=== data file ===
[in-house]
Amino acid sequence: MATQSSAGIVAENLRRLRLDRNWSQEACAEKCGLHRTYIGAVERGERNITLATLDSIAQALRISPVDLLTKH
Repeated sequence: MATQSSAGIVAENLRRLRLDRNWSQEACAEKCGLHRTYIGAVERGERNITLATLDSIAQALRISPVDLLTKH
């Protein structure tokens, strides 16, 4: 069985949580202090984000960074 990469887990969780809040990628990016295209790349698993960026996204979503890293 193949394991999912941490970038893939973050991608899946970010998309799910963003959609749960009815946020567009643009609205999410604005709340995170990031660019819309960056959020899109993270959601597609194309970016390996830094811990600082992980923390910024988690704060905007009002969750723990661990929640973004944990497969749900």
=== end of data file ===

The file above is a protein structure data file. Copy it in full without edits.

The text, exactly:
[in-house]
Amino acid sequence: MATQSSAGIVAENLRRLRLDRNWSQEACAEKCGLHRTYIGAVERGERNITLATLDSIAQALRISPVDLLTKH
Repeated sequence: MATQSSAGIVAENLRRLRLDRNWSQEACAEKCGLHRTYIGAVERGERNITLATLDSIAQALRISPVDLLTKH
């Protein structure tokens, strides 16, 4: 069985949580202090984000960074 990469887990969780809040990628990016295209790349698993960026996204979503890293 193949394991999912941490970038893939973050991608899946970010998309799910963003959609749960009815946020567009643009609205999410604005709340995170990031660019819309960056959020899109993270959601597609194309970016390996830094811990600082992980923390910024988690704060905007009002969750723990661990929640973004944990497969749900």